Living In New York: Friends vs. Real Life

I will forever be grateful for my amazing sister who introduced me to Friends and made me watch every single episode when I was barely 10 years old. Needless to say I quickly got addicted, and would probably not speak fluent English or be able to work in the US if it wasn’t for Rachel, Monica and the whole gang.

But is life in the City really like our favorite group of amigos made it look like? Let’s play a game called Friends vs. Real Life to find out…


 In Friends: Staying home with all your roommates is awesome


In Reality: Your place is a closet and your roommates are either busy or weird.

This is for the best: the City is too big and fun to stay in with the same people all the time!

Friends 0 / Real Life 1

2.       THE GYM

In Friends: You can’t quit it

b311ca6185f8582808c981d4ec639817 (1)

In Reality: You really can’t quit it (I tried)

Just because you pay for the gym doesn’t mean you will actually go. Remember this when athletic New Yorkers make you feel guilty about your lifestyle.

Friends 1 / Real Life 1


In Friends: The coffee shop is the place to be

Chandler coffee

In Reality: Ain’t nobody got time for that!

Unless you need free wifi, you will grab your coffee on the go like the true New Yorker you have become.

Friends 1 / Real Life 2


In Friends: They are awkward


In Reality: They can be awkward if they happen at all

I already told you, interviews don’t line up easily, but when you do get one, make sure you don’t kiss your potential new boss

Friends 2 / Real Life 2


In Friends: Your friends are all White Americans

White people

In Reality: You live in the most diverse City in the world and your friends are from all over the place

 It’s actually easier to meet international people than Americans in New York. Foreigners are like you: supa dupa excited to be here and eager to make friends.

Friends 2 / Real Life 3

6.       TURNING 30

In Friends: It’s the worst thing in the world

Joey bday

In Reality: It’s still the worst, but no one acts like they are 30 anyway

Thirty year old New Yorkers still live with roommates, are afraid of commitment and don’t know what they really want out of life…just like most Friends characters!

Friends 3 / Real Life 3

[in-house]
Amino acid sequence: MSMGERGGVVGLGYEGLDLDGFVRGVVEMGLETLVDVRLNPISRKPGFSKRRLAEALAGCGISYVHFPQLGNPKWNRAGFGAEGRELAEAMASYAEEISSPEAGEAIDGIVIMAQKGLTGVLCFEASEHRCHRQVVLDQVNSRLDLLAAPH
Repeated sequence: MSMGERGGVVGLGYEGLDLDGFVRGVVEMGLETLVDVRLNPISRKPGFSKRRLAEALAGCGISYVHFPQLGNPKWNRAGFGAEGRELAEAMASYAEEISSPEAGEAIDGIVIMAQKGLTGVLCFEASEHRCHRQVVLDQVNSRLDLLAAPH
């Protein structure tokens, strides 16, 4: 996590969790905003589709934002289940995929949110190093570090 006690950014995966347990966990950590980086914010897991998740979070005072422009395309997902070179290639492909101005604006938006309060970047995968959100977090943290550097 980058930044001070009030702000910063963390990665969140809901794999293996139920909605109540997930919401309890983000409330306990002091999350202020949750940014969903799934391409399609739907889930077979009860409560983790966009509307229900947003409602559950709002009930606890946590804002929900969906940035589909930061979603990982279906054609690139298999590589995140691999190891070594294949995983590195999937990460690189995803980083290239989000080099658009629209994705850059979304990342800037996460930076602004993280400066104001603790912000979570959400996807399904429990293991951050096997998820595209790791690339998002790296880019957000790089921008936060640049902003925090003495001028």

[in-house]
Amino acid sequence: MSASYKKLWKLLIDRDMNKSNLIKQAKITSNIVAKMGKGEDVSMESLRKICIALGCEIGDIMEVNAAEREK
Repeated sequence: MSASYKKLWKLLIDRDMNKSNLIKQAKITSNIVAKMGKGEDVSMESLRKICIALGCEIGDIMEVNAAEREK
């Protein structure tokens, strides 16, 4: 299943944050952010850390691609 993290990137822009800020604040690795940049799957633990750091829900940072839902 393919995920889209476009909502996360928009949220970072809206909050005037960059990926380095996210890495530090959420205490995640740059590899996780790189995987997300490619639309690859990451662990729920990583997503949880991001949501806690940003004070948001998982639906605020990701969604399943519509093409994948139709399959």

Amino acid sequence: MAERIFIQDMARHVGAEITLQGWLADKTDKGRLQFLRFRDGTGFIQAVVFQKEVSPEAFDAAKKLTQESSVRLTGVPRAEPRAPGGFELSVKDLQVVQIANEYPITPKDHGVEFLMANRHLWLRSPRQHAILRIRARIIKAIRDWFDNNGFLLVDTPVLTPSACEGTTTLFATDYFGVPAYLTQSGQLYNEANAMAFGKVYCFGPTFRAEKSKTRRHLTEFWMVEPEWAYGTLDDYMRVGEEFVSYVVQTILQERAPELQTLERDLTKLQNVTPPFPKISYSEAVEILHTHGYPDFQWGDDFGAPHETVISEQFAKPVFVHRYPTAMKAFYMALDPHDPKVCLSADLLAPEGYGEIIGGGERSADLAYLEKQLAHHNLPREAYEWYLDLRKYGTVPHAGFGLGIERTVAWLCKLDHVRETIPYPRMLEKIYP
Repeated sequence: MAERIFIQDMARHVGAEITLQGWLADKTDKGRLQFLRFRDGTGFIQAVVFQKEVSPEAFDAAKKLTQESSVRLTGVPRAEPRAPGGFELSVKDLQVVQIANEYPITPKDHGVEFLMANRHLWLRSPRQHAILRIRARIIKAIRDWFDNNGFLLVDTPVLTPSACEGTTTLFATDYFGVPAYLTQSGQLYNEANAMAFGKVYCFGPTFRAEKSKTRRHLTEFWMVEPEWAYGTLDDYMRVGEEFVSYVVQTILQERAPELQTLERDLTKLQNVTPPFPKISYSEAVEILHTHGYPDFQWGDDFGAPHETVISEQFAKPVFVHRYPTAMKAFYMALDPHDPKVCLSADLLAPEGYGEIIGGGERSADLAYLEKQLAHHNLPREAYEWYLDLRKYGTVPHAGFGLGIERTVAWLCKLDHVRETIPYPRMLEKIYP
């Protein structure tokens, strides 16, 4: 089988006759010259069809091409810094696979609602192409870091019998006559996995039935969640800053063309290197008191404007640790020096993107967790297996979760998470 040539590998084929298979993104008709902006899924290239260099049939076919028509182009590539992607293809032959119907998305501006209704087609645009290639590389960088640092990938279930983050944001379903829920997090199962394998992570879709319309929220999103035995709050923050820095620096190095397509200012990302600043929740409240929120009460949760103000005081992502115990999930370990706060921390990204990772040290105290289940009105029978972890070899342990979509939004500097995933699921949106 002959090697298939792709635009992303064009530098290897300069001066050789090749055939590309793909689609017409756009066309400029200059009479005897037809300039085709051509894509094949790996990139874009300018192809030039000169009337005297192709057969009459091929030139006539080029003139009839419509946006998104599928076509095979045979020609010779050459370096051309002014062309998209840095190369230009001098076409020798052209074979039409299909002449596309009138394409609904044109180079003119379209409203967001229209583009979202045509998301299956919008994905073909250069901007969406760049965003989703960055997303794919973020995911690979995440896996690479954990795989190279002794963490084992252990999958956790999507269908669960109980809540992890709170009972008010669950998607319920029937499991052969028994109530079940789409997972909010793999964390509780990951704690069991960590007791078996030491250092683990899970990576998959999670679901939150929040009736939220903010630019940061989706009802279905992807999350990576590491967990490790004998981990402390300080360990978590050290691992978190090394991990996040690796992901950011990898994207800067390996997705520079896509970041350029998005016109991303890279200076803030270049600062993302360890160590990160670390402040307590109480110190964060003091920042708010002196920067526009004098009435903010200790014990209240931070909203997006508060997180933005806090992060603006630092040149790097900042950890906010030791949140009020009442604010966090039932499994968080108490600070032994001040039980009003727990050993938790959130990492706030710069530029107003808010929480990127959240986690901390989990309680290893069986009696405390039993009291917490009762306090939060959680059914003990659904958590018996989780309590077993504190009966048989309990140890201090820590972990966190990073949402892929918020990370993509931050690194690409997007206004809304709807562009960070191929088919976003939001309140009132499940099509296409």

7.       DATING

 In Friends: Hooking up with everyone in your group is fine


In Reality:  Hooking up with strangers you met on Tinder is better

When New York life gets tough on you, you will need real friends and won’t have time for ambiguous relationships

Friends 3 / Real Life 4

8.       BLACKOUTS

In Friends: Blackouts are fun


In Reality: Blackouts are fun if they don’t last as long as Sandy

Blackouts, blizzards, super storms…once a year, there is something that allows New Yorkers to catch up on life and candle lit dinners.

Friends 5 / Real Life 5

9.       ROOFTOPS

In Friends: You can get stuck on them

help us rooftop

In Reality: You can get stuck on them while tanning in a bikini

Make sure you always have your cellphone with you when you go on a rooftop, unless you want to climb down the fire escape in a bathing suit.

Friends 6 / Real Life 5


In Friends: You know the pizza delivery lady


In Reality: You know the pizza, sushi, Chinese, Indian, Thai and Turkish guy

Chandler and Joey didn’t have Seamless back then, but they still mastered the art of getting food delivered fast and at any given time like true New Yorkers.

Friends 7 / Real Life 5

Verdict: Friends definitely idealizes certain aspects of New Yorkers’ lives, but mostly paints a hilarious picture of their daily habits.

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Network Until You Drop: How To (Really) Make It In America

So you applied to hundreds of jobs online, but after getting nowhere, you ended up following my advice and booked a trip to the City of dreams. Congratulations! You are now about to enter phase two of the New York job hunt: the part where you network your a$$ off!